I am a traveler and a mixed race woman of color. When I visited Thailand my junior year in college, I moved through that world as all three: a traveler, a woman, and a biracial person. In the year and a half I was away, I only recall seeing 10 black people and no biracial travelers like me. My gender and biracial background prompted me to analyze my travel experience from a different perspective that most people don’t have.
While traveling, I had to fight to be considered biracial and American– two concepts that were considered mutually exclusive to so many people in the area. People assumed Americans were wealthy and white. Black was bad. Biracial was inconceivable. A Thai tuk-tuk driver told me, “No, no, you are not Western. Too short. Too brown.” The “melting pot” concept didn’t seem to exist in Thailand as it did in the States.
Blackness in general or anything dark was also seen as connected to poverty and ugliness, whereas whiteness signified wealth and beauty. That concept is ancient, deriving from old systems that validated fair skin over dark skin because the latter represented peasantry. Not only was white skin praised–as made evident by the skin-bleached billboard models throughout Thailand and my inability to find any beauty product without whitening cream in it– but white people were considered more respectable, because they had fair skin and, presumably, more money.
The bias ran in many. I saw countless dark Thai men and women hold onto the arms of white foreigners exclaiming how beautiful they were, “White skin so pretty.” “White skin more beautiful.” On the other hand, I was being hassled by beach kids for being “so black” and “so ugly”. There were almost unbelievable parallels between this and slavery ideals in America: dark field negro versus light house negro. I never went a day without someone remarking on my complexion, features and hair.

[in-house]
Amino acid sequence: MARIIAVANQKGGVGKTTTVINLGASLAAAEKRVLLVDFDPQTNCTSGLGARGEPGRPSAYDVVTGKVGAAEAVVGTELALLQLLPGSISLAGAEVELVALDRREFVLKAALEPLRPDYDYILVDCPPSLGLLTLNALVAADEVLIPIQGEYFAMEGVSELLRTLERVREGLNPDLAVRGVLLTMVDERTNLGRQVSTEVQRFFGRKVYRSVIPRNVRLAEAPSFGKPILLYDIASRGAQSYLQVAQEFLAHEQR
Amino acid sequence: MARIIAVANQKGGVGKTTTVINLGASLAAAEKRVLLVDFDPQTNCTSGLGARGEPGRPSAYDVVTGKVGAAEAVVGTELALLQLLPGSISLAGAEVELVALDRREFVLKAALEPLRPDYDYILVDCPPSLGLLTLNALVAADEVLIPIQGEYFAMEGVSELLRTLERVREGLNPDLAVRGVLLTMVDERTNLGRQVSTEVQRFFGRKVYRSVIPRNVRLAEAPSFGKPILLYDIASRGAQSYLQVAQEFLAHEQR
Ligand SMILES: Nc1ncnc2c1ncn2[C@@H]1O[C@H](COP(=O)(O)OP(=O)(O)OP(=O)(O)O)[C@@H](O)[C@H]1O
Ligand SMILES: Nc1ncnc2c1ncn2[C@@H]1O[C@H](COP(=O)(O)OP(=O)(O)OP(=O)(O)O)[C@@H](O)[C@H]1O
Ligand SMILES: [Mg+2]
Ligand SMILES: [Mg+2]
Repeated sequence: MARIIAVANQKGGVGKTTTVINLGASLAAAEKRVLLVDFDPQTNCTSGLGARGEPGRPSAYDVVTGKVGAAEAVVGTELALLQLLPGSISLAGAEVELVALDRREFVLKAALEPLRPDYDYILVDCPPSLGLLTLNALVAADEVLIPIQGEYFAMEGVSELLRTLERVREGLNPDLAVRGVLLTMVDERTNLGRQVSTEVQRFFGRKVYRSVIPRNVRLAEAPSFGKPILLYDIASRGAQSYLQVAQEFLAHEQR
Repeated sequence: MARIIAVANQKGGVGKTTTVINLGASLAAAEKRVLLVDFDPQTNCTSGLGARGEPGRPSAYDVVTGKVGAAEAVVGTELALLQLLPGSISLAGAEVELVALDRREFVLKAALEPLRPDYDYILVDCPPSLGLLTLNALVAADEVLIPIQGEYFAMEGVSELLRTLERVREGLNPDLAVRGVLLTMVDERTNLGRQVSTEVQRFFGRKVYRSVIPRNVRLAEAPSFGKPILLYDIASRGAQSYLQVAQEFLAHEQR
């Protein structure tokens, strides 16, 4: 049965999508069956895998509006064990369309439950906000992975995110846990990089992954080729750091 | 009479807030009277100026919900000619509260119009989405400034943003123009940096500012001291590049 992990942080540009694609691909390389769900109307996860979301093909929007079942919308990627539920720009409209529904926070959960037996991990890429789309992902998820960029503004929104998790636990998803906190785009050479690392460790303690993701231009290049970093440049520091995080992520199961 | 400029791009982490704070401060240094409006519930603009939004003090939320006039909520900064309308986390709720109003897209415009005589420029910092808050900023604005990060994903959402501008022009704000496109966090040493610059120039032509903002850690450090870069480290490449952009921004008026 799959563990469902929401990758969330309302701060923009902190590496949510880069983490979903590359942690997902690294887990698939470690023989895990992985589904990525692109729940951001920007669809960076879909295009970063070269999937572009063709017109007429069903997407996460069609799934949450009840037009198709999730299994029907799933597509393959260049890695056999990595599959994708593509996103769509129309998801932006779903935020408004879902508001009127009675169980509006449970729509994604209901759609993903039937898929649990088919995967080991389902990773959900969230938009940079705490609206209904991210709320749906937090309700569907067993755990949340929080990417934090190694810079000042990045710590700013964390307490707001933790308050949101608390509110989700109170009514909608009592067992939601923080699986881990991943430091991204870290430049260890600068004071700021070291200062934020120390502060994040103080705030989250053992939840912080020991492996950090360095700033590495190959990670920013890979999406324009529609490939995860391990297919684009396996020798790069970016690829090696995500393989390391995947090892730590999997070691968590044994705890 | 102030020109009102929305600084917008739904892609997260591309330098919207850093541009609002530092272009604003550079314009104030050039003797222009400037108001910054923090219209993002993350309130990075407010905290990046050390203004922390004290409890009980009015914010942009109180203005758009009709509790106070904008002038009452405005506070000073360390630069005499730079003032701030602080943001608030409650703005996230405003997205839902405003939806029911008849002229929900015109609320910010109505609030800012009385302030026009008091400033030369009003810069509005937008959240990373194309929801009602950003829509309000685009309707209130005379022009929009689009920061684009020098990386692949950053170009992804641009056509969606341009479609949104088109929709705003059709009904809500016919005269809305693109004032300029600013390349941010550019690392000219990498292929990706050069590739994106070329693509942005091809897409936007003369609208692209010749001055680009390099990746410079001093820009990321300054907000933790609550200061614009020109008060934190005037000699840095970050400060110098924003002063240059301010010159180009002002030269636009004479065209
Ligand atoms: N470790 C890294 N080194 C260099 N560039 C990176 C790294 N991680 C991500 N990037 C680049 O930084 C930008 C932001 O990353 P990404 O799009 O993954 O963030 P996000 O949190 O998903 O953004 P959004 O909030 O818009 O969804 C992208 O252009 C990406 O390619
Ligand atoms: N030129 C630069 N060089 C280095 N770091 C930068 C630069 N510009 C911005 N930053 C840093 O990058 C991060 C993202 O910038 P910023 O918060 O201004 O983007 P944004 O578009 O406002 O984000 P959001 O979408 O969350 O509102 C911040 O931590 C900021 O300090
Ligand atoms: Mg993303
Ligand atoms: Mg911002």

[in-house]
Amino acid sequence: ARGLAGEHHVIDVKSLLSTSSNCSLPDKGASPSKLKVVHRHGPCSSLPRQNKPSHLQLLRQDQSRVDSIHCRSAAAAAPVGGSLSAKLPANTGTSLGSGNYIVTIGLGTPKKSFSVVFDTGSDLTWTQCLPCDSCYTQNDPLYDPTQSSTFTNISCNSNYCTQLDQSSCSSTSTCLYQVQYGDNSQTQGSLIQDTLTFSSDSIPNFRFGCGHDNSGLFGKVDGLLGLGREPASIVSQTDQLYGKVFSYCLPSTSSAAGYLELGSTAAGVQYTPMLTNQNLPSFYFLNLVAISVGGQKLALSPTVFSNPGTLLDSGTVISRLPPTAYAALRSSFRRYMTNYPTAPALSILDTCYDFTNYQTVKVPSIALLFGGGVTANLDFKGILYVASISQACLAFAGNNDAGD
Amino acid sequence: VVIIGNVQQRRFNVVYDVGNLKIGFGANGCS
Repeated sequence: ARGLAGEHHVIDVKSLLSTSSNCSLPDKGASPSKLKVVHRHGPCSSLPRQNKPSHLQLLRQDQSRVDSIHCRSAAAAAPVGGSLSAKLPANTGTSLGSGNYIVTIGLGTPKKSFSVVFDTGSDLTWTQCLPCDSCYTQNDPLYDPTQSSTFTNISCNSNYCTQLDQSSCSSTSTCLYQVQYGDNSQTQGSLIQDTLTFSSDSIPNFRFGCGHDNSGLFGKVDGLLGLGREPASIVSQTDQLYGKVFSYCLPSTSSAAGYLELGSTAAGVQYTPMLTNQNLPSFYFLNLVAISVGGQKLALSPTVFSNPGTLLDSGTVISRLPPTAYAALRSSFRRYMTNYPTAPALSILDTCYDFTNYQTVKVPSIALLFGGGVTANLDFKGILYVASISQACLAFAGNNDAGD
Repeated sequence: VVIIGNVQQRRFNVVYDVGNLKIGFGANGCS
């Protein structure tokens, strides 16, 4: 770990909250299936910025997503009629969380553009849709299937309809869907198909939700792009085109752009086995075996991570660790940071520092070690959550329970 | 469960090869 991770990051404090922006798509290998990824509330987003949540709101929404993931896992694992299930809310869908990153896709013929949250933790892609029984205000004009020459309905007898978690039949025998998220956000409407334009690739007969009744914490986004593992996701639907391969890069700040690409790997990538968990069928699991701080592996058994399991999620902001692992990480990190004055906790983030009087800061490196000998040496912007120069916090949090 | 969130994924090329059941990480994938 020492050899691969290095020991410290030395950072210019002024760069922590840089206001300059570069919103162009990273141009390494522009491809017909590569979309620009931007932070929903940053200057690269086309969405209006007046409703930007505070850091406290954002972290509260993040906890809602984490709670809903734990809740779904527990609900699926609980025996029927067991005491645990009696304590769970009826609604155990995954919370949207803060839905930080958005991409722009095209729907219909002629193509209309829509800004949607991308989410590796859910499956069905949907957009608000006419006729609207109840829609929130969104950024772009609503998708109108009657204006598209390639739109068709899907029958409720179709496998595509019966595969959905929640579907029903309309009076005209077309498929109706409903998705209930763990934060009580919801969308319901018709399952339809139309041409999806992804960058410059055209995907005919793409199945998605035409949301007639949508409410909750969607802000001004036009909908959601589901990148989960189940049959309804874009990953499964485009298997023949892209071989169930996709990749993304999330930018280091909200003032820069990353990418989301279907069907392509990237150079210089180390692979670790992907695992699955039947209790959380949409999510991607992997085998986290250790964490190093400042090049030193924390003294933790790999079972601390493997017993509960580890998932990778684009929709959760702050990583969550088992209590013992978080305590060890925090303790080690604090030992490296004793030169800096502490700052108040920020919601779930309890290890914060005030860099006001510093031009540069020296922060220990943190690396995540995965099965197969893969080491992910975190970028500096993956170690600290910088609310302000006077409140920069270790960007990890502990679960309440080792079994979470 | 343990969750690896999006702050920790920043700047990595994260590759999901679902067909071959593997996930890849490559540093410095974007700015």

Months after arriving in Thailand, my light brown skin had turned a deep, reddish dark brown, and suddenly, in the minds of local and foreign men alike, I was considered a prostitute. Catching a motorbike was hell–I was being asked for the fare instead. Old white men grabbed my arms and ass and said:
“Ah, where did you come from? Can you take me tonight?”
My sun-darkened complexion classified me not only as a person of undesirable socioeconomic status, but also categorically as a sex object. It was disturbing to watch my white counterparts bask in the sun and frolic on sandy beaches while I was being hounded into sex for money by young locals and old white expats. I felt tense wherever I went, as I watched people attempt to make sense of who I was.
Sometimes, being perceived as attractive transcended the negative perceptions of dark skin and black people. People walked a tight rope to balance their actual perceptions with their bias. I’d often hear “Oh, you’re so beautiful, but so black,” as if they really wanted to say, “Black people can’t be pretty, so why are you?” The Thai lady who served lunch at the university I attended told me the same thing every day, repeating in awe, “so beautiful, very dark” with disbelief she didn’t apply to the blonde German girls in my course.